18. Argon - Elementymology & Elements Multidict

Elementymology & Elements Multidict

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Argon – Argon – Argon – Argón – アルゴン – Аргон – 氬
Multilingual dictionary

Argon Latin

— Germanic
Argon Afrikaans
Argon Danish
Argon German
Argon English
Argon Faroese
Argon Frisian (West)
Argon Icelandic
Argon Luxembourgish
Argon Dutch
Argon Norwegian
Argon Swedish

— Italic
Argón Aragonese
Argon Aromanian
Argón Asturian
Argó Catalan
Argón Spanish
Argon French
Argon Friulian
Argon Galician
Argo Italian
Argh Lombard
Argon Occitan
Argon Portuguese
Argon Romanian - Moldovan

— Slavic
Аргон [Argon] Bulgarian
Argon Bosnian
Аргон [arhon] Belarusian
Argon Czech
Argon Croatian
Argón Kashubian
Аргон [Argon] Macedonian
Argon Polish
Аргон [Argon] Russian
Argón Slovak
Argon Slovenian
Аргон [Argon] Serbian
Аргон [arhon] Ukrainian

— Baltic
Argonas Lithuanian
Argons Latvian
Arguons Samogitian

— Celtic
Argon Breton
Argon Welsh
Argón Gaelic (Irish)
Argon Gaelic (Scottish)
Argon Gaelic (Manx)
Argon Cornish

— Other Indo-European
Αργο [argo] Greek
Արգոն [argon] Armenian
Argon[i] Albanian

— Indo-Iranian/Iranian
Argon Kurdish
Аргон [argon] Ossetian
Аргон [Argon] Tajik

— Indo-Iranian/Indo-Aryan
আর্গন [ārgana] Bengali
آرگون [ârgwn] Persian
આર્ગૉનનો [ārgonano] Gujarati
ऑर्गन [organa] Hindi

Argoon Estonian
Argon Finnish
Argon Hungarian
Аргон [Argon] Komi
Аргон [Argon] Mari
Аргон [argon] Moksha
Arguun Võro

Arqon Azerbaijani
Аргон [Argon] Chuvash
Аргон [argon] Kazakh
Аргон [Argon] Kyrgyz
Аргон [argon] Mongolian
Argon Turkish
ئارگون ['argon] Uyghur
Argon Uzbek

Other (Europe)
Argona Basque
არგონი [argoni] Georgian

أرجون [arghūn] Arabic
ארגון [argon] Hebrew
Argon Maltese

 (氬) Hakka
アルゴン [arugon] Japanese
아르곤 [areugon] Korean
อาร์กอน [ārkon] Thai
Agon Vietnamese
[ya4 / a3] Chinese

Argon Cebuano
Argon Indonesian
Argon Māori
Argon Malay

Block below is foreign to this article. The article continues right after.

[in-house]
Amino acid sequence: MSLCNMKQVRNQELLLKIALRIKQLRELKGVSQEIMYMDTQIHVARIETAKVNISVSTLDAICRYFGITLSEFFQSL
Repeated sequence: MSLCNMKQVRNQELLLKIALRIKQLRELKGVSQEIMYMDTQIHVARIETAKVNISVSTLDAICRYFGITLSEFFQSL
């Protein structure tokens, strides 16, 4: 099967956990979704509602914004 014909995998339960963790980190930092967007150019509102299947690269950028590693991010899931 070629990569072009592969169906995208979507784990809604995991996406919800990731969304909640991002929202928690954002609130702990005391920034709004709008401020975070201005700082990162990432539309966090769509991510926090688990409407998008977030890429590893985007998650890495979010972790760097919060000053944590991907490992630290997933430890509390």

Other Asiatic
ആര്‍ഗോണ്‍ [ārgōṇ] Malayalam
ஆர்கன் [ārkaṉ] Tamil

Alago Lingala
Argone Sesotho
Arigoni Swahili

Argón Nahuatl

Argun Quechua

Argoni Sranan Tongo

Argono Esperanto

New names
Argon Atomic Elements
Neonbulbium Dorseyville
memory peg

Odorless, colorless gas which gives off a bluish light under high voltage
melting point -189 °C; -309 °F
boiling point -186 °C; -302 °F
density 0.0018 g/cc; 0.11 pounds/cubic foot
1894 Lord Rayleigh & Sir William Ramsay, England
αργος (argos) = idle (Greek)

History & Etymology

Sir William Ramsay (1852-1916) and Lord Rayleigh (born John William Strutt) published their discovery of argon in 1895: "Argon, a New Constituent of the Atmosphere" (note). Rayleigh was led into the investigation by small anomalies he found in measurements of the density of nitrogen purified by different methods. Those different methods led to different quantities of nitrogen, and thus to different proportions of nitrogen and a hitherto unsuspected atmospheric gas. Argon was the first noble gas isolated. Naturally there was no place for it in the periodic table as it then existed. Ramsay's subsequent work isolated helium and discovered neon, krypton, and xenon by the end of the century. Ramsay and Rayleigh were awarded Nobel Prizes in 1904. Note the plural "Prizes": Rayleigh was awarded the physics prize for argon, while Ramsay was awarded the chemistry prize for Argon and the family of noble gases (Giunta 1996).